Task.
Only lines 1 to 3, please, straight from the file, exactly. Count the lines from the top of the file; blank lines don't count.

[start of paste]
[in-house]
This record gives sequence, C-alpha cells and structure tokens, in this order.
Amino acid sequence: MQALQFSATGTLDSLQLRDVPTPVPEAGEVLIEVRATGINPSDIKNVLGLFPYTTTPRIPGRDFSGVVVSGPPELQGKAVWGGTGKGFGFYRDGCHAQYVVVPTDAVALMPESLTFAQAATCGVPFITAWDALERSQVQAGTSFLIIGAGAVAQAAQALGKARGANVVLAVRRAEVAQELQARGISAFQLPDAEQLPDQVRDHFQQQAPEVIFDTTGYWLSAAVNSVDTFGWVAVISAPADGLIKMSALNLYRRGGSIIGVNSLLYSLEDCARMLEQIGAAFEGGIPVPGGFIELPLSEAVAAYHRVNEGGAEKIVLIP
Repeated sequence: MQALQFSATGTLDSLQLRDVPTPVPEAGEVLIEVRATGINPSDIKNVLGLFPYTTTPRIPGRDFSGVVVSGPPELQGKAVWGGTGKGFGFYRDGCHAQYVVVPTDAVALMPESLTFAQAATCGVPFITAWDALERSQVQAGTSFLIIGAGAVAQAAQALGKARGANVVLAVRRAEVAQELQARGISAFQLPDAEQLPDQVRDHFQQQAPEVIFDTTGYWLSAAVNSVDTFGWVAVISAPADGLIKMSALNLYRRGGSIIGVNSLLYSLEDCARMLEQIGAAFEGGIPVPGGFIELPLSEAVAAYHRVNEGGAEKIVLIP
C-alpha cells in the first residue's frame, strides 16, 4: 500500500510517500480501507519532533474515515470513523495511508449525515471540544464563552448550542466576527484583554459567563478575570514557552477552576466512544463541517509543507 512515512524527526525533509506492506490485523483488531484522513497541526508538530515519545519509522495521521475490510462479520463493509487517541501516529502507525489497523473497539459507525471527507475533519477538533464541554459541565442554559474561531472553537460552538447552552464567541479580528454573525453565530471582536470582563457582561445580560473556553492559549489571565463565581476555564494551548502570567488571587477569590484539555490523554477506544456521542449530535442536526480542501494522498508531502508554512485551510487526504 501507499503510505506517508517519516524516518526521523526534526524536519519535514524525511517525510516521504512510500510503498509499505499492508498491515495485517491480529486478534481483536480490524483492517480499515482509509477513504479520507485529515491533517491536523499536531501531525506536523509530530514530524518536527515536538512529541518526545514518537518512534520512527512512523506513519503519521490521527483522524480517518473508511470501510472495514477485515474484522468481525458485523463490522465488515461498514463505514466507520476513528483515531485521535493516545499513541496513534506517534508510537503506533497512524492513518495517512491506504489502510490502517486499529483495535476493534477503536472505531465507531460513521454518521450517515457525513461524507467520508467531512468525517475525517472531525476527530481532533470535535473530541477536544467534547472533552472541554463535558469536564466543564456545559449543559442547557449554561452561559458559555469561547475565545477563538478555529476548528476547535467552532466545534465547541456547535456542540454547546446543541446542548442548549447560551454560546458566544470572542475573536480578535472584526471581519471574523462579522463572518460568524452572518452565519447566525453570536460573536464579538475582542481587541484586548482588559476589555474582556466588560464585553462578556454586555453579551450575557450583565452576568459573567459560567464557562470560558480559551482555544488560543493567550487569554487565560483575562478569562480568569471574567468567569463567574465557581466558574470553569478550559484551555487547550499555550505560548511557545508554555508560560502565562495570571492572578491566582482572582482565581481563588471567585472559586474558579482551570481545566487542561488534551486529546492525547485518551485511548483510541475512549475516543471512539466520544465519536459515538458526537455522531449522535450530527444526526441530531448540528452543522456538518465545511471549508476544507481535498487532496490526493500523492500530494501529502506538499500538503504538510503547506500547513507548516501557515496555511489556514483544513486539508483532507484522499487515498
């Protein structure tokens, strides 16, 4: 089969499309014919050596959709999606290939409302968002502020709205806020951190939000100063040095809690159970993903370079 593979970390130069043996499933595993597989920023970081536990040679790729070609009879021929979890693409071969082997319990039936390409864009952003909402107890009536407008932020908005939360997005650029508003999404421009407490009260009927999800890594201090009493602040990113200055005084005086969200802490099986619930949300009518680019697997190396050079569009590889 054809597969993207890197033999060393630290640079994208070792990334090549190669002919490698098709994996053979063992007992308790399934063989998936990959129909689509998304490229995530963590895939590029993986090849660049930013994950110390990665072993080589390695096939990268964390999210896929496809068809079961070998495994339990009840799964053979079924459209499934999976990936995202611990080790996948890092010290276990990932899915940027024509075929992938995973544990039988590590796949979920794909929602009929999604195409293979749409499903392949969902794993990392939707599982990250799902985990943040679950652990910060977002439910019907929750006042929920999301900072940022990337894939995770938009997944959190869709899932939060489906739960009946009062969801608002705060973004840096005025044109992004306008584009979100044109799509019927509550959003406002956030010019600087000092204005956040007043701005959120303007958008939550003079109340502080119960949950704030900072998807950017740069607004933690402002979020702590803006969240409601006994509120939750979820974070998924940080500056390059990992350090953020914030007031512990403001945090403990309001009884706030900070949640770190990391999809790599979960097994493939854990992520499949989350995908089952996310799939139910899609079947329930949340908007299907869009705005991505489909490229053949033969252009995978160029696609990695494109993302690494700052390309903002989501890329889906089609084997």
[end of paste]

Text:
[in-house]
This record gives sequence, C-alpha cells and structure tokens, in this order.
Amino acid sequence: MQALQFSATGTLDSLQLRDVPTPVPEAGEVLIEVRATGINPSDIKNVLGLFPYTTTPRIPGRDFSGVVVSGPPELQGKAVWGGTGKGFGFYRDGCHAQYVVVPTDAVALMPESLTFAQAATCGVPFITAWDALERSQVQAGTSFLIIGAGAVAQAAQALGKARGANVVLAVRRAEVAQELQARGISAFQLPDAEQLPDQVRDHFQQQAPEVIFDTTGYWLSAAVNSVDTFGWVAVISAPADGLIKMSALNLYRRGGSIIGVNSLLYSLEDCARMLEQIGAAFEGGIPVPGGFIELPLSEAVAAYHRVNEGGAEKIVLIP